Sidetracked: If It Ain’t Broke…Give It Time

Nov 02, 2015 View Comments by

Sidetracked: If It Ain't Broke...Give It TimeA Few Thoughts on Being Prepared –

Murphy is alive and well, and he is nobody’s fool. Patient, cunning, and devious, he will get you when you least expect it … unless you’re prepared.

We’ve been out here almost two weeks on the Idaho Backcountry Discovery Route. The sun is about to set and we plan to camp at Rocky Ridge Lake on the Lolo Motorway. This two-track heaven follows the old Nez Perce National Historic Trail, also used by Lewis and Clark. With a few scenic stops, it’s an all-day ride on the BMW R 1200 GS LC.

My buddy, Dave, and I are riding at a good clip when, rounding a turn, we see a man and woman standing beside a Suzuki DR 650. A red nylon strap is futilely wrapped around the rear tire in a last ditch effort to make the bike mobile.

“Need anything?” I ask, slowing to assess their plight.

Hopelessly realizing I’m riding a bike with tubeless tires, our new friend asks, “I don’t suppose you’d have a tube and a pump, would you …?”

Breakdowns never come at a good time. But with a little forethought, damage control is seldom more than another chapter in the adventure. The challenge is knowing what to carry and what to leave at home. Several years ago, when purchasing my first big twin, I asked the owner about a small leather cubby attached to the bike’s frame. “Is that your toolbox?”

“Sort of,” he said. “It’s where I keep my cell phone,” as though that’s all a Harley rider would ever need.

Perhaps so, but cell phones don’t work most places I like to go. As an Eagle Scout I was taught to be prepared. Let’s break down “breakdowns” into bite-sized parts.

Things that wear out
You can’t carry spares for everything on a motorcycle and shouldn’t try. Many failures can be traced back to lack of preventive maintenance. Aircraft engines, for example, have a recommended TBO or “time before overhaul.” With proper maintenance, one can reasonably expect trouble-free service for the entire predetermined span. Failure is not something to be taken lightly. Nor is failure of an important motorcycle part miles from help. Inspect and, if necessary, replace such items as brake pads, cables, spokes, wheel bearings, chains, and sprockets. It’s false economy to run them to failure when your iron horse is your link to civilization. You shouldn’t need spares if you check and replace normal wear items well before they fail.

Things that break
Levers, shifters, tubes—these are some of the more common items to be damaged on the trail. They’re easy to carry and critical to the completion of the journey. Consider your planned route. Will there be deep water crossings? If so, carry spare air and oil filters and, if traveling with friends, share responsibility for carrying a quart of oil each. Even if you run tubeless tires, carry a tube. An 18-inch will stretch to a 19 or crumple into a 17 carcass. Scrap rubber from an old tube, large tire patches, or “boots” can help fix a sidewall, as can safety wire or tough string.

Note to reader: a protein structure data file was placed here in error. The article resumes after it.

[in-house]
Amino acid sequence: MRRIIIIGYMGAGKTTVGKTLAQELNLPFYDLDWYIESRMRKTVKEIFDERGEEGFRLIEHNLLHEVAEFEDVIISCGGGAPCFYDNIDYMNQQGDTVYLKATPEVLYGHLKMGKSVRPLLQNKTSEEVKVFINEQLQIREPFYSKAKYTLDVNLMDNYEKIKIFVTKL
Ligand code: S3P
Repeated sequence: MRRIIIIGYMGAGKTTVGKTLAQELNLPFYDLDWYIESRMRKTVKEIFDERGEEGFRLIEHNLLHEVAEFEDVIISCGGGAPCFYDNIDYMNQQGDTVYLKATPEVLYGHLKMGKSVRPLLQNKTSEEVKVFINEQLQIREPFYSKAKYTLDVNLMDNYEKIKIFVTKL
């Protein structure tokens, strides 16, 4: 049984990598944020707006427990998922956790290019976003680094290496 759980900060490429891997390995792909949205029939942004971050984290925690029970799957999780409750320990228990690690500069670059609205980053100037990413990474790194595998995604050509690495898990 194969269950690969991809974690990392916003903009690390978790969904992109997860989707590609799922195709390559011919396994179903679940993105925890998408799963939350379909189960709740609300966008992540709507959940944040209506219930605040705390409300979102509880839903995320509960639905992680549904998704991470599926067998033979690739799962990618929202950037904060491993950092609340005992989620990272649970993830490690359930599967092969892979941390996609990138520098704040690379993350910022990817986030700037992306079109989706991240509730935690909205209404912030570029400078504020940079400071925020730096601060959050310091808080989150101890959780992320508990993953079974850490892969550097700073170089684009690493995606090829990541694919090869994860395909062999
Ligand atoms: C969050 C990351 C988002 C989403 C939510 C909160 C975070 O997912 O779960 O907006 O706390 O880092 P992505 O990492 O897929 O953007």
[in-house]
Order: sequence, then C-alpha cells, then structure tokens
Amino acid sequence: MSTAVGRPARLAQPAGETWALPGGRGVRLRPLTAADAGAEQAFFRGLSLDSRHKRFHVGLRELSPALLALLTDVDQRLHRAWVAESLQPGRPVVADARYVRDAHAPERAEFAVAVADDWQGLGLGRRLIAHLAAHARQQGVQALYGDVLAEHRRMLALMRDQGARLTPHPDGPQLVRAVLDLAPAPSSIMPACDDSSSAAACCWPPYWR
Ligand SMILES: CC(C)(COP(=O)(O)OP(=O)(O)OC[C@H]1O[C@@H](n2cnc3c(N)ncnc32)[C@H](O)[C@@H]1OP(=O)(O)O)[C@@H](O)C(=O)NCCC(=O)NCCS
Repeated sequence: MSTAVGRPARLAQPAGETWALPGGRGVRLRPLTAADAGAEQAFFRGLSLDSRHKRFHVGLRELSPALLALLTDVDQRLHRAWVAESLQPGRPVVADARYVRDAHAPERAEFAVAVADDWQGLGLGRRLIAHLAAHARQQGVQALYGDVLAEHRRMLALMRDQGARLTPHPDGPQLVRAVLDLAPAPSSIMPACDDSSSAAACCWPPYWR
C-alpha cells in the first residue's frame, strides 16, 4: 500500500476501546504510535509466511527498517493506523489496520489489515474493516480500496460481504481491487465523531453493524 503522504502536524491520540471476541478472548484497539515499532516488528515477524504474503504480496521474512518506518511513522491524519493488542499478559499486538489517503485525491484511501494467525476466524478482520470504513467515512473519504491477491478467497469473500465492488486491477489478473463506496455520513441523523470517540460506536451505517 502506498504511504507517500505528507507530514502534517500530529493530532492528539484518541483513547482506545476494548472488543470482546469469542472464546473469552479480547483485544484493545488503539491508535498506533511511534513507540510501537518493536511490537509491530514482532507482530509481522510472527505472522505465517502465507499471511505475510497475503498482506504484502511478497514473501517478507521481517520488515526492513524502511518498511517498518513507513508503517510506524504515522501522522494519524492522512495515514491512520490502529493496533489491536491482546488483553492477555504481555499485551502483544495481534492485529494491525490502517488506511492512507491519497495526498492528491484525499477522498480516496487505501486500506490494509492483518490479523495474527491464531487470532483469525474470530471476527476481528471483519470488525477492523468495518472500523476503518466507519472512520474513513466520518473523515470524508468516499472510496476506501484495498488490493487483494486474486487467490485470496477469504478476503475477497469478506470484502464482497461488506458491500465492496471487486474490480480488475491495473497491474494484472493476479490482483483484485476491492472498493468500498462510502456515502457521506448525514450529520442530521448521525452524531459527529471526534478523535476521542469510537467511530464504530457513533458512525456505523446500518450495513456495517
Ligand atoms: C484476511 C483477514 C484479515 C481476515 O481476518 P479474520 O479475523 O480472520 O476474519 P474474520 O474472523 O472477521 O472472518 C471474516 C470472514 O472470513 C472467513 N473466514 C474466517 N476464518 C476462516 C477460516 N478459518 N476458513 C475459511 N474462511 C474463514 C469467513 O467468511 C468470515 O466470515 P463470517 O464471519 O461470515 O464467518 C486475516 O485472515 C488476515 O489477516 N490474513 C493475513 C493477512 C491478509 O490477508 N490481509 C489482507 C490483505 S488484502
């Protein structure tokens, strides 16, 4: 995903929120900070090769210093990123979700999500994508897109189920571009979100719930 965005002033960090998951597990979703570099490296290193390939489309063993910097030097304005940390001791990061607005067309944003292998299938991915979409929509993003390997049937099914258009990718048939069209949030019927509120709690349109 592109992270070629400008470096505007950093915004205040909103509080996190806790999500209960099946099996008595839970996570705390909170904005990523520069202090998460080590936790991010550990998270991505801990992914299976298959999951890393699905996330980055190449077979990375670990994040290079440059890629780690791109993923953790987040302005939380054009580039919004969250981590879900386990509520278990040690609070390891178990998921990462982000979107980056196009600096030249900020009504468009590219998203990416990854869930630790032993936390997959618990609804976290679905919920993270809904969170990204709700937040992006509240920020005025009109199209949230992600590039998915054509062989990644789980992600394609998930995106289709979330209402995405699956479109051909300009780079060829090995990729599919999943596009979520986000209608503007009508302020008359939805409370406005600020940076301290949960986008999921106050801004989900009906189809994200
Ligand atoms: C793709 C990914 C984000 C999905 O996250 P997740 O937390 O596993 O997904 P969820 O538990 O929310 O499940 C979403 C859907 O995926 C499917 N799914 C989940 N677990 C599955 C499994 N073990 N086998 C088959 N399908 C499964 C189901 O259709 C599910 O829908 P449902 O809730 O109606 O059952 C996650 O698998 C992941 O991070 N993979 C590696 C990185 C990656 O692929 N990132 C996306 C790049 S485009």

Many items can be repaired trailside with just a few of the makings. I carry a bag of zip ties, epoxies, rubber cement, RTV adhesive, tape, miscellaneous nuts and bolts, safety wire, and, of course, fuses. I once fixed a broken tooth with Super Glue and completed a month-long ride with my smile intact.

Things that go bump in the night
Single engine pilots know about “automatic rough.” It’s a term used to describe a heightened awareness that comes when flying at night or over water. We hear things and feel things … maybe real or maybe imagined. Know your machine. If you suspect something is awry, have it checked out well before your adventure begins. Five hundred miles from home is no place to ask yourself if that tapping noise is normal. If repairs are done, they should be completed and tested before hitting the trail.

All for the want of a horseshoe nail
It’s a hopeless feeling to be broken down trailside, miles from help, knowing you left that one essential tool on the bench. Keep your toolkit specific to your bike and bring tools that fit and work. Think through your trip and pack accordingly. The list might be long, but with careful selection and efficient storage, you’ll be surprised at the arsenal you can bring to bear in a small package.

I nod to our hapless couple on the DR 650, slip down the sidestand, and begin unstrapping the tube from my frame. It’s not exactly the right size, but it will do. An hour later, Dave and I set up camp at Rocky Ridge Lake by the light of our headlamps. Our friends have a long ride ahead of them, but at least they’re riding.

By Bill Dragoo


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